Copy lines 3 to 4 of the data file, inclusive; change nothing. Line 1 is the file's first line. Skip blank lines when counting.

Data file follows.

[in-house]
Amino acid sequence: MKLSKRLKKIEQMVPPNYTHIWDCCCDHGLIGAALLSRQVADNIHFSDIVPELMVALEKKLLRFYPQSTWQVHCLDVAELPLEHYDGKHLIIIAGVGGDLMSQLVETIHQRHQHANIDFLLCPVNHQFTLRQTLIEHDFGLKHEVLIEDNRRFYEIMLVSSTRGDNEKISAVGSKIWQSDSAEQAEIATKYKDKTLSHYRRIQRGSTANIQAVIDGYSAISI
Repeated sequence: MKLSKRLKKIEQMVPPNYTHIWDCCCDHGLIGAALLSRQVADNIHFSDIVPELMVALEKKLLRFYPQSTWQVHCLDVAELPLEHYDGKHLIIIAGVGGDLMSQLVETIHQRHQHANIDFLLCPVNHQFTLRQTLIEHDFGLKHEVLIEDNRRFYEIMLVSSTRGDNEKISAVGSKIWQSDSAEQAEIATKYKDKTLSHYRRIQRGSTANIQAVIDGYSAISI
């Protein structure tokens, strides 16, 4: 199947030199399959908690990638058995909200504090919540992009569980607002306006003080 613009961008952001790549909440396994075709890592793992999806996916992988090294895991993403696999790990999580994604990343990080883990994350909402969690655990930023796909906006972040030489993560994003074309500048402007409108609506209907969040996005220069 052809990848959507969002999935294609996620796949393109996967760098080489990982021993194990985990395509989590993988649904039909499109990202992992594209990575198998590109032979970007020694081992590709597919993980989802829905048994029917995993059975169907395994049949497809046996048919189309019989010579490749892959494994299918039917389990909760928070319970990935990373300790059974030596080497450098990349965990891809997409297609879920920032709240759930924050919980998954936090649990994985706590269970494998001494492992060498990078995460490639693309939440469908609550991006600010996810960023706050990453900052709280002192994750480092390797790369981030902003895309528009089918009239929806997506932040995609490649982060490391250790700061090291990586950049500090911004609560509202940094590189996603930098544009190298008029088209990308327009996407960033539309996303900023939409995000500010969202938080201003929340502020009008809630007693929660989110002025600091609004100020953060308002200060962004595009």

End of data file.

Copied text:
Repeated sequence: MKLSKRLKKIEQMVPPNYTHIWDCCCDHGLIGAALLSRQVADNIHFSDIVPELMVALEKKLLRFYPQSTWQVHCLDVAELPLEHYDGKHLIIIAGVGGDLMSQLVETIHQRHQHANIDFLLCPVNHQFTLRQTLIEHDFGLKHEVLIEDNRRFYEIMLVSSTRGDNEKISAVGSKIWQSDSAEQAEIATKYKDKTLSHYRRIQRGSTANIQAVIDGYSAISI
């Protein structure tokens, strides 16, 4: 199947030199399959908690990638058995909200504090919540992009569980607002306006003080 613009961008952001790549909440396994075709890592793992999806996916992988090294895991993403696999790990999580994604990343990080883990994350909402969690655990930023796909906006972040030489993560994003074309500048402007409108609506209907969040996005220069 052809990848959507969002999935294609996620796949393109996967760098080489990982021993194990985990395509989590993988649904039909499109990202992992594209990575198998590109032979970007020694081992590709597919993980989802829905048994029917995993059975169907395994049949497809046996048919189309019989010579490749892959494994299918039917389990909760928070319970990935990373300790059974030596080497450098990349965990891809997409297609879920920032709240759930924050919980998954936090649990994985706590269970494998001494492992060498990078995460490639693309939440469908609550991006600010996810960023706050990453900052709280002192994750480092390797790369981030902003895309528009089918009239929806997506932040995609490649982060490391250790700061090291990586950049500090911004609560509202940094590189996603930098544009190298008029088209990308327009996407960033539309996303900023939409995000500010969202938080201003929340502020009008809630007693929660989110002025600091609004100020953060308002200060962004595009």